More on getting it less wrong
From a graduate school admission essay by Bethany Keffala, BMC '07, posted with her permission ...
Nice Fermi quote. And nice, of course, to have an idea developed in a biology/neurobiology context prove useful elsewhere. Interesting question, whether the "elegant solution" always turns out to be "less wrong than others".
Physicist Enrico Fermi allegedly said that, “There are two possible outcomes: if the result confirms the hypothesis, then you’ve made a measurement. If the result is contrary to the hypothesis, then you’ve made a discovery.” It is this sentiment, this promise of discovery that draws me to academics in general, and theoretical linguistics and phonology in particular. I entered university, as I believe most do, with the naïve assumption that scholars, and especially scientists, search for ‘truth’. Through experience, trial, error, and reflection I have come to a revised understanding. We do not so much search for truth as for solutions that are “less wrong”.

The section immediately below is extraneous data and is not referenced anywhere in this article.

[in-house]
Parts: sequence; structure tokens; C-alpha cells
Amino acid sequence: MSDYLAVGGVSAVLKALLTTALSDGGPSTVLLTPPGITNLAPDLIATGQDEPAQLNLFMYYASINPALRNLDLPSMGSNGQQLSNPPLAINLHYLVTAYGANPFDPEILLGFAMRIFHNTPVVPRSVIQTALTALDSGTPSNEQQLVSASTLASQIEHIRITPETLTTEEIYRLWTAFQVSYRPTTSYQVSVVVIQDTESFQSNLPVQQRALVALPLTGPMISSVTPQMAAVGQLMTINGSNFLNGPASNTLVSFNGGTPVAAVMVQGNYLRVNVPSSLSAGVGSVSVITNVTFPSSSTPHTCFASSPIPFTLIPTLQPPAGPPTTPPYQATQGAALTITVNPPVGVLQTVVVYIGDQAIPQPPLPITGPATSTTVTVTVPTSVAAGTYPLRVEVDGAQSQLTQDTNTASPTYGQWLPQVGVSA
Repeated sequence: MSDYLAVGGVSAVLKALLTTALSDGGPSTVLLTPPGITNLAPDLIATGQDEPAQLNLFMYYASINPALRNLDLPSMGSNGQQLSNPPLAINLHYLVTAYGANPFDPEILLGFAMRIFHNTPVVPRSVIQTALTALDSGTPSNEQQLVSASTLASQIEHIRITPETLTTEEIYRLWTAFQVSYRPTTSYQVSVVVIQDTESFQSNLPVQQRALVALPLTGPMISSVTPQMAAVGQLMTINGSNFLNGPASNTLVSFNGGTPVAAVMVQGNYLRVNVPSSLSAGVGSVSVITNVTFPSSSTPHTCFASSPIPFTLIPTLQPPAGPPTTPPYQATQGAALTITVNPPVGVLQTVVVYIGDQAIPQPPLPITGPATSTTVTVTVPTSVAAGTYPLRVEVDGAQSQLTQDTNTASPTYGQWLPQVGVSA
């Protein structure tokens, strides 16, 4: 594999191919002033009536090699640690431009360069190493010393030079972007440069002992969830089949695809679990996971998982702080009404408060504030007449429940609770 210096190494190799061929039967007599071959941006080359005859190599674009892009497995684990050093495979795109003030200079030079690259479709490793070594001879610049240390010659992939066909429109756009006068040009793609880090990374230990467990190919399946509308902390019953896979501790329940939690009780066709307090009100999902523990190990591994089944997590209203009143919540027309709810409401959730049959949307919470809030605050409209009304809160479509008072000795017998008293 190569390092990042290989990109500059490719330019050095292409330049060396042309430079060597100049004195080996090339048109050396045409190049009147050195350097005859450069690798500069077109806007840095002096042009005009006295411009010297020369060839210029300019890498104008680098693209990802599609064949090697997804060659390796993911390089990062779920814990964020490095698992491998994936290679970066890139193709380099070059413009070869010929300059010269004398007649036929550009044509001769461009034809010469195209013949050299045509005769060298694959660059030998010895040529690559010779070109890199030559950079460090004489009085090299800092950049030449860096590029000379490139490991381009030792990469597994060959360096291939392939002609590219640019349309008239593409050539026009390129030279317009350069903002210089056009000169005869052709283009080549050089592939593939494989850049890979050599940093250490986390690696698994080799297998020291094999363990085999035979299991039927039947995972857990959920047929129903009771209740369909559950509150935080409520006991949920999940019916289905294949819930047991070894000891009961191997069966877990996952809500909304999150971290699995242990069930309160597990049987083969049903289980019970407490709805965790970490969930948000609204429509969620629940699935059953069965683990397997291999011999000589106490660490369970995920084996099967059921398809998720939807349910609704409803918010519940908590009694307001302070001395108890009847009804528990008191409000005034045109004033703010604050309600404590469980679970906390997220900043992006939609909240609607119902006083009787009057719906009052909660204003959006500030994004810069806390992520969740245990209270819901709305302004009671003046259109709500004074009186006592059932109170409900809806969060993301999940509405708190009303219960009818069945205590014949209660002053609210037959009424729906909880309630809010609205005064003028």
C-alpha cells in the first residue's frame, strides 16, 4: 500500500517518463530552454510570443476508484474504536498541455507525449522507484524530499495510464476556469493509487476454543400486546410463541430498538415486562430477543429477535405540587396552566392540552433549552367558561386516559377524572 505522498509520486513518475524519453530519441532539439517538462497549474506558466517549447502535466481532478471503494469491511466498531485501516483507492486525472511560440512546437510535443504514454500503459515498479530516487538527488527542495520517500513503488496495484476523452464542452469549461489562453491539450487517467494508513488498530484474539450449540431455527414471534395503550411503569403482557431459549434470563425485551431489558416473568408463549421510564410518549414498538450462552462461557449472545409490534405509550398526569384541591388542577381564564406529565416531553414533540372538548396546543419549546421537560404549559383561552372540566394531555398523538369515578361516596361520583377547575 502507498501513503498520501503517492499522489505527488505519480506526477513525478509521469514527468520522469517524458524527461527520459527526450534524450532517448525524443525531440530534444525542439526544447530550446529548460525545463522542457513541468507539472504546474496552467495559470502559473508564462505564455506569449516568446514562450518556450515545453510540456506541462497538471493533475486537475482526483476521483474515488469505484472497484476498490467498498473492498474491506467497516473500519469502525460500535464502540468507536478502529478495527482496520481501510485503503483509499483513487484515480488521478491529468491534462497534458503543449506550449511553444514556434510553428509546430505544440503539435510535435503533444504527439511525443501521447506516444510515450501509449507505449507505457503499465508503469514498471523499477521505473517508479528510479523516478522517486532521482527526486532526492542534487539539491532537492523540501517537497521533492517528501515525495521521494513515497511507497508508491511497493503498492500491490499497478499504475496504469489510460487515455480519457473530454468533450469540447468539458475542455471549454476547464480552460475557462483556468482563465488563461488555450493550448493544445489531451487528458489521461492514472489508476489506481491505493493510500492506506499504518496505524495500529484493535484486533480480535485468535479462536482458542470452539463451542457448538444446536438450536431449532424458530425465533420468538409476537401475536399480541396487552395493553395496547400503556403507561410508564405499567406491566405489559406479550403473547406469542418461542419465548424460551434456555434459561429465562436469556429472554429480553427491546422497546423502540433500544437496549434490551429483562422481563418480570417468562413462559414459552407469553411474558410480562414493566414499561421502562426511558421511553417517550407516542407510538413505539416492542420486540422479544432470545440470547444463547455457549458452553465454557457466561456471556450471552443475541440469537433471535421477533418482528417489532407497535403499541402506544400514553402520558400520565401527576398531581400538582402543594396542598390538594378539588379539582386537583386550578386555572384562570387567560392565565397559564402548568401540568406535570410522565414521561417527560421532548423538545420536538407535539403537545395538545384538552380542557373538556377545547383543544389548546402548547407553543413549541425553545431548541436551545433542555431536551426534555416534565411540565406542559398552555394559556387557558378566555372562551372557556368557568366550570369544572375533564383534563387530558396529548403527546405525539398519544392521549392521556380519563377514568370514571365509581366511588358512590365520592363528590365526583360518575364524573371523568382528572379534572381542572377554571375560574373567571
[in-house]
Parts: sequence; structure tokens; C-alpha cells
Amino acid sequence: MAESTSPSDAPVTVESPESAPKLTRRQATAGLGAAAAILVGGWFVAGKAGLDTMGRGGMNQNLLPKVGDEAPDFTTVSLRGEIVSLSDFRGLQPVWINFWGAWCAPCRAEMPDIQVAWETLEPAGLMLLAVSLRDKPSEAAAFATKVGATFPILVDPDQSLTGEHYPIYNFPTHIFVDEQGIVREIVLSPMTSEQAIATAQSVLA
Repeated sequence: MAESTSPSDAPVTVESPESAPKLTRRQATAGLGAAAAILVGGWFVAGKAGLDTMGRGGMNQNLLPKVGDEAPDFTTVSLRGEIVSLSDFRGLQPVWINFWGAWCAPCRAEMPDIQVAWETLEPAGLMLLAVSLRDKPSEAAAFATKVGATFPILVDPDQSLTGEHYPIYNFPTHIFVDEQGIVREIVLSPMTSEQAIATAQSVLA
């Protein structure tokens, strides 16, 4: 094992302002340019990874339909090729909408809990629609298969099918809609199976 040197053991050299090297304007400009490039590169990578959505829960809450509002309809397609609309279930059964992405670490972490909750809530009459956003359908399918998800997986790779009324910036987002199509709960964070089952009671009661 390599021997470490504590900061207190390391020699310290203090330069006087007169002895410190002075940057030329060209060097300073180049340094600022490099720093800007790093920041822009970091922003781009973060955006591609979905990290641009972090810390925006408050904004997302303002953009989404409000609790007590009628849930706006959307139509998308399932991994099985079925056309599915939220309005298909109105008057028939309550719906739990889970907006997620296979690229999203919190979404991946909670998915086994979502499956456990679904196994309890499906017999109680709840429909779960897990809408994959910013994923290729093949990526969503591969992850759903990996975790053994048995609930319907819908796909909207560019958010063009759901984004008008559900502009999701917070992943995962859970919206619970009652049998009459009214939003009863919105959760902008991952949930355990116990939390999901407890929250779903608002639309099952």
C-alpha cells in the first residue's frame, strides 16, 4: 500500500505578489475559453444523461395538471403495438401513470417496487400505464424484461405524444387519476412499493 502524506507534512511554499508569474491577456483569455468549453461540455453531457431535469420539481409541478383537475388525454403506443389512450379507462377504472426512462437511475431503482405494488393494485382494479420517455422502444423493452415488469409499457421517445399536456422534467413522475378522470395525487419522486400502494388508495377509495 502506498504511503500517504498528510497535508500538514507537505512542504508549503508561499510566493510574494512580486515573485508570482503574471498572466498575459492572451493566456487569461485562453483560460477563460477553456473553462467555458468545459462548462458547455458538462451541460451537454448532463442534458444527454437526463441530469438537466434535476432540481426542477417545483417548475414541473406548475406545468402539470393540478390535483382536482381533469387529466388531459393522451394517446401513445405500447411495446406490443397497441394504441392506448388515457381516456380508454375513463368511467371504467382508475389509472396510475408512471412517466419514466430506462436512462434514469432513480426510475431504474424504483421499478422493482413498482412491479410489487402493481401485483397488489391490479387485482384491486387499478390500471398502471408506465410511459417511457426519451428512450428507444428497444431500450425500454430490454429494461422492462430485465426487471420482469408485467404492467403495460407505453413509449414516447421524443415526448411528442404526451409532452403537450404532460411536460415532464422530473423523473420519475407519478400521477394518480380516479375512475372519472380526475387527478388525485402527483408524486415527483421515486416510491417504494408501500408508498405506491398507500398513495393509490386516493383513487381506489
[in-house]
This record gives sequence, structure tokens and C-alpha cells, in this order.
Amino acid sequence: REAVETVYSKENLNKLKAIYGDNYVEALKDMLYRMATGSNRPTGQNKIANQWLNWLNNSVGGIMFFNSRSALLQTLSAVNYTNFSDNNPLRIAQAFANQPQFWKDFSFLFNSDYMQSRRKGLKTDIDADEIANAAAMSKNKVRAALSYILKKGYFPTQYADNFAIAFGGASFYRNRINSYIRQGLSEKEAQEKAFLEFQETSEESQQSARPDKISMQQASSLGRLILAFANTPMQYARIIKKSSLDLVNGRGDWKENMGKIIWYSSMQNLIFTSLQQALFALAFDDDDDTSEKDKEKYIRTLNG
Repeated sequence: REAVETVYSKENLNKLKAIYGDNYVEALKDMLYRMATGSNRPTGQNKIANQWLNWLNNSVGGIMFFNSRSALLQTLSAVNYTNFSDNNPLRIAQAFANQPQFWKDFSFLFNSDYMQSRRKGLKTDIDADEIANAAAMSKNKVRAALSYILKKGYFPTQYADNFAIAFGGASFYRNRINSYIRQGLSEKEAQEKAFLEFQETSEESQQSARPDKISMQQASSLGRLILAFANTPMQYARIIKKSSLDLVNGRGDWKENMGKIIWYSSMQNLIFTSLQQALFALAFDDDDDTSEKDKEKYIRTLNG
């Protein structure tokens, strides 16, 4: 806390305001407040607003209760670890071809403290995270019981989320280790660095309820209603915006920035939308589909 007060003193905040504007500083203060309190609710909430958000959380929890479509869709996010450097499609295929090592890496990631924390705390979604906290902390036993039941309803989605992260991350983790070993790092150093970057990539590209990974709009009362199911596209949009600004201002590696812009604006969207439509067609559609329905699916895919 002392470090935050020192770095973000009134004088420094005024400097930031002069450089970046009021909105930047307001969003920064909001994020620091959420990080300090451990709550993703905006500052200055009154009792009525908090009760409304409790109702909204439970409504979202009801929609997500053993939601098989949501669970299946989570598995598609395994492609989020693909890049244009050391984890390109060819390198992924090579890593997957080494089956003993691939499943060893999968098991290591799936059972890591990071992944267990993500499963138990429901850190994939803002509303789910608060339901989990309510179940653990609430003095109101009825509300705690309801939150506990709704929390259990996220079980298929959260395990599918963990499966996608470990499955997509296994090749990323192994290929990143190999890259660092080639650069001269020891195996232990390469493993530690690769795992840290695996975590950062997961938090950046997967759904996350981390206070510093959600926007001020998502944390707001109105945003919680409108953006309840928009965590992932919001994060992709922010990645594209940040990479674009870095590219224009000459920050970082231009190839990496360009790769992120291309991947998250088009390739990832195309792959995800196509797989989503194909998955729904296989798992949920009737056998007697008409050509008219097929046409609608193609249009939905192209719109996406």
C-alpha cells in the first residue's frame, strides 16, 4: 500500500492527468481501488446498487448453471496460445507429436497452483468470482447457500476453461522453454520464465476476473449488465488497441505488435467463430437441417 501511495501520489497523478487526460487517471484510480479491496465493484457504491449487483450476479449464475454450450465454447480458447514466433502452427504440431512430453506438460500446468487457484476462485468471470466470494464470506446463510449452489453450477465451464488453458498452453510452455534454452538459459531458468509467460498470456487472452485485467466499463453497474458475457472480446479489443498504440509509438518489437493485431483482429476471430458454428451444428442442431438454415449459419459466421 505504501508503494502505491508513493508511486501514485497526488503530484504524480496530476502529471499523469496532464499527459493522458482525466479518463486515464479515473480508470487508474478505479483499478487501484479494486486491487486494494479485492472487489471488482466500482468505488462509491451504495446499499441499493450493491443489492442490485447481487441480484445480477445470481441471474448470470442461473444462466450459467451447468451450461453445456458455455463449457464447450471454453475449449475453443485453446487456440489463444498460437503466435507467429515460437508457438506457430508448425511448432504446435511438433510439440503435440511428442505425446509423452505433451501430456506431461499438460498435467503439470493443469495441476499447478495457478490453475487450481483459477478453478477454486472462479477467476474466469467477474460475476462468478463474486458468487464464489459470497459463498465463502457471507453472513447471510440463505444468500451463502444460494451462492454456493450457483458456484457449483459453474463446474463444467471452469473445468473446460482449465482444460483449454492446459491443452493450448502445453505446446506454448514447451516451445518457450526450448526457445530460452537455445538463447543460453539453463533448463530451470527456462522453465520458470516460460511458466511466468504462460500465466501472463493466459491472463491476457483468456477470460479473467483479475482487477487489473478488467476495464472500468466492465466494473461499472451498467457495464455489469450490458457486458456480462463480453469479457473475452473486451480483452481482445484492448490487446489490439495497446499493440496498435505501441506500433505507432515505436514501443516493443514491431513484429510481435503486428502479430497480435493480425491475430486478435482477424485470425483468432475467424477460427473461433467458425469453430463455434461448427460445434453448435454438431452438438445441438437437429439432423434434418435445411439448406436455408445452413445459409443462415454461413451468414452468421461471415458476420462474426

“Getting it less wrong”, a concept introduced to me by former major adviser Paul Grobstein, is itself a less wrong approach to thinking about the process of scientific inquiry and discovery. One cannot prove a hypothesis to be correct, only that it is supported by data. Scientific inquiry is not a search for an answer to end all questions, but a process of asking questions that generate answers that themselves ideally create more questions, pushing our understanding to constantly, continuously, progressively evolve.
I found this vein of thought to be particularly useful in linguistics. There are arguably an infinite number of solutions to any given problem, however, some are less wrong than others. We know this as the ideal of the elegant solution – one that is simple, but contains powerful potential for explanation and prediction. There is always room for revision or refinement, for new solutions or theories to provide a less wrong understanding of data or phenomena.